In the world of watches, few are more coveted than those that were developed for space travel. Being associated with NASA and other space programs not only gives a watch a bit of a romantic aura, but it’s a testament to their mechanical prowess. Combine that with an ultra rare model, and you have something close to the stature of the Omega Prototype Alaska III being put up for auction this month.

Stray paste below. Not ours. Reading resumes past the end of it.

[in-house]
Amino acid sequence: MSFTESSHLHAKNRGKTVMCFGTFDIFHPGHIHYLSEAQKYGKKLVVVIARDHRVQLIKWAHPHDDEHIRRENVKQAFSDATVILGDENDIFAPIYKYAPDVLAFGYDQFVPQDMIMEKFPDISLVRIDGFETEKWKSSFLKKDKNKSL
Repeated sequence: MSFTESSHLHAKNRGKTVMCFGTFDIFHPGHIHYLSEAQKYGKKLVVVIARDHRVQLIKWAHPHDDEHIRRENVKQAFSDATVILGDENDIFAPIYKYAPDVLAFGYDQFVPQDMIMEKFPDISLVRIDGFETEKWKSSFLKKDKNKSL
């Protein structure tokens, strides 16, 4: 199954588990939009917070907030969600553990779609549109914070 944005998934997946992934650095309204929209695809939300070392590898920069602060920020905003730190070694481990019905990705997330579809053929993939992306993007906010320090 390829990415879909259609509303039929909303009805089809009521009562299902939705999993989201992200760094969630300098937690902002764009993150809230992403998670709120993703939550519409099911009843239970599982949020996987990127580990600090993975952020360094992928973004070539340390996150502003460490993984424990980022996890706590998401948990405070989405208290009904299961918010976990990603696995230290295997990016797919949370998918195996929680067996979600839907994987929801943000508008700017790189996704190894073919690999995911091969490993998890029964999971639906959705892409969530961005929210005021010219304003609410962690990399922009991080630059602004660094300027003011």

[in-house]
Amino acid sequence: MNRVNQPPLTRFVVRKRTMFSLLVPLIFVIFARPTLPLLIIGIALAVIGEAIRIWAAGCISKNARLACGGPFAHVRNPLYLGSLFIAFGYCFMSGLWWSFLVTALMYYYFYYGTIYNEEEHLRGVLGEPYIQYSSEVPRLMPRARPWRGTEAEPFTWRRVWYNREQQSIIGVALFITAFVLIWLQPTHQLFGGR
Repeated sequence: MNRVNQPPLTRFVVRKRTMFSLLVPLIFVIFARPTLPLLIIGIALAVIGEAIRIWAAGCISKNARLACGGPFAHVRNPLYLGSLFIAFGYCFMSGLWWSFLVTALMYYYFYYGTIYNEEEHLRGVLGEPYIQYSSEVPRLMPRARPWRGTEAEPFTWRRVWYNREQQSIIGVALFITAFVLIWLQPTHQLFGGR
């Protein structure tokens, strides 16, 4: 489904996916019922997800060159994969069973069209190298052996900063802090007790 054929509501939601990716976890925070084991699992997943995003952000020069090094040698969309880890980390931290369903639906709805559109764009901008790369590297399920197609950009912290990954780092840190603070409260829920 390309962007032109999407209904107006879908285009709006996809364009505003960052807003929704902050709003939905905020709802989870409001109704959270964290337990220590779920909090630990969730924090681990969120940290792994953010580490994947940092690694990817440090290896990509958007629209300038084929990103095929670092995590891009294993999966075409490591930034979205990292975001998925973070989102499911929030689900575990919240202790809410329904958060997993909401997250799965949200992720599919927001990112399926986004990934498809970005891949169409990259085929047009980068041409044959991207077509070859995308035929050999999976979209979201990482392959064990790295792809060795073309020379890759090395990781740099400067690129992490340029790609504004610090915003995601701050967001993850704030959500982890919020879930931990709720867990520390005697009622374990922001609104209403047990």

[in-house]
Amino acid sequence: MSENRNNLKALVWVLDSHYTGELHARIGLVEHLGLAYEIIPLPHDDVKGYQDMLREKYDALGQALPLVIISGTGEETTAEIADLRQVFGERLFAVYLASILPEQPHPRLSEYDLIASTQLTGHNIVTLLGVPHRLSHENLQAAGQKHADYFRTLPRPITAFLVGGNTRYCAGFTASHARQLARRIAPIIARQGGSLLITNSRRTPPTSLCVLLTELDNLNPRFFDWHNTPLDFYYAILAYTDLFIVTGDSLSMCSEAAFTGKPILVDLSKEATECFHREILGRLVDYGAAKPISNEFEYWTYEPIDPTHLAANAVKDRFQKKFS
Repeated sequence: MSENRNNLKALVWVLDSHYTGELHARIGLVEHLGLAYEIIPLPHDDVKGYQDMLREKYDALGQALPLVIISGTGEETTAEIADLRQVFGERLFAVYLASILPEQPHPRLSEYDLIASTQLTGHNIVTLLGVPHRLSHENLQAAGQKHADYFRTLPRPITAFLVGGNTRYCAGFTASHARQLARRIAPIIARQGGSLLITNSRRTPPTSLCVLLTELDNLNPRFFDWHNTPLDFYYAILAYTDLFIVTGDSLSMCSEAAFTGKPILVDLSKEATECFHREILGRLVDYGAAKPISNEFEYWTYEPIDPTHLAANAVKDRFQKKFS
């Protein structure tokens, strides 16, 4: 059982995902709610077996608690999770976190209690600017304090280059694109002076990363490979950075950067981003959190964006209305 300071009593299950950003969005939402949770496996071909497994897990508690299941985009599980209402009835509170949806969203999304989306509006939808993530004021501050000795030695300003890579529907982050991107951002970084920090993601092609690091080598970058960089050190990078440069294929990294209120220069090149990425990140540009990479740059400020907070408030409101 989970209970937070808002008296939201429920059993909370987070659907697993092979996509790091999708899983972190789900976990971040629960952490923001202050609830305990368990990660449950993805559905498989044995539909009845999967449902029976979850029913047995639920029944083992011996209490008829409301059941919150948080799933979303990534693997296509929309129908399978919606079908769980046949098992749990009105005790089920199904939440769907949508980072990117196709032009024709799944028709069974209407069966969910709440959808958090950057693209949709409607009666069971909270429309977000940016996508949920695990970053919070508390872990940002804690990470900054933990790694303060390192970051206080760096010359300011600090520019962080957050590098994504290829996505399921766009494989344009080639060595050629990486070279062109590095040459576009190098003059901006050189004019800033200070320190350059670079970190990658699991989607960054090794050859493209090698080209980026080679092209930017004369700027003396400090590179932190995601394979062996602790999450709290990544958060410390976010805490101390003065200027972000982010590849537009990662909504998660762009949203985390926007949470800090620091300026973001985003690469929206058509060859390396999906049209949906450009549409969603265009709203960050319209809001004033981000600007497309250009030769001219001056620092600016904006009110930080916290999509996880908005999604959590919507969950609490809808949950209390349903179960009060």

The Alaska program, Omega’s code name for watches being developed for space travel, saw four separate iterations developed between the years of 1969 and 1979. This particular model went a step beyond the mechanical chronograph and instead employed the use of a new and revolutionary tuning fork. Omega made three versions of the watch, all of which would be sent to NASA in Houston on the 3rd of April 1978 for testing. NASA ended up passing on the new technology citing concerns that the battery technology wouldn’t be as reliable as mechanical movements, but the technology developed for the prototype would go on to become the Caliber 1255 movement. And one of those watches? It’s now being auctioned off by Phillips where it is expected to fetch a price between ten and twenty thousand dollars. Not bad for a reject.
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